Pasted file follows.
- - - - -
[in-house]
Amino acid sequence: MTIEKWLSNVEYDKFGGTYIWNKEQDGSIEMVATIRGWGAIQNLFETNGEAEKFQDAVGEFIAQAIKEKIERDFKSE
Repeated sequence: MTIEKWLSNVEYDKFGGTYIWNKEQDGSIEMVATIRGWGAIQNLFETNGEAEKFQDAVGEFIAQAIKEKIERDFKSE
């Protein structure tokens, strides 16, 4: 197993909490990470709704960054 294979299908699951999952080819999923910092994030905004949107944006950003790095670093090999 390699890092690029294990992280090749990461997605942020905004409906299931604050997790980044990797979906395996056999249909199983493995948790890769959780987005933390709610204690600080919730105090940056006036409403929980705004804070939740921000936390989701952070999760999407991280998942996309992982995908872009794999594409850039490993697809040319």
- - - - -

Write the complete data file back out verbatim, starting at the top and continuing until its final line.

[in-house]
Amino acid sequence: MTIEKWLSNVEYDKFGGTYIWNKEQDGSIEMVATIRGWGAIQNLFETNGEAEKFQDAVGEFIAQAIKEKIERDFKSE
Repeated sequence: MTIEKWLSNVEYDKFGGTYIWNKEQDGSIEMVATIRGWGAIQNLFETNGEAEKFQDAVGEFIAQAIKEKIERDFKSE
């Protein structure tokens, strides 16, 4: 197993909490990470709704960054 294979299908699951999952080819999923910092994030905004949107944006950003790095670093090999 390699890092690029294990992280090749990461997605942020905004409906299931604050997790980044990797979906395996056999249909199983493995948790890769959780987005933390709610204690600080919730105090940056006036409403929980705004804070939740921000936390989701952070999760999407991280998942996309992982995908872009794999594409850039490993697809040319």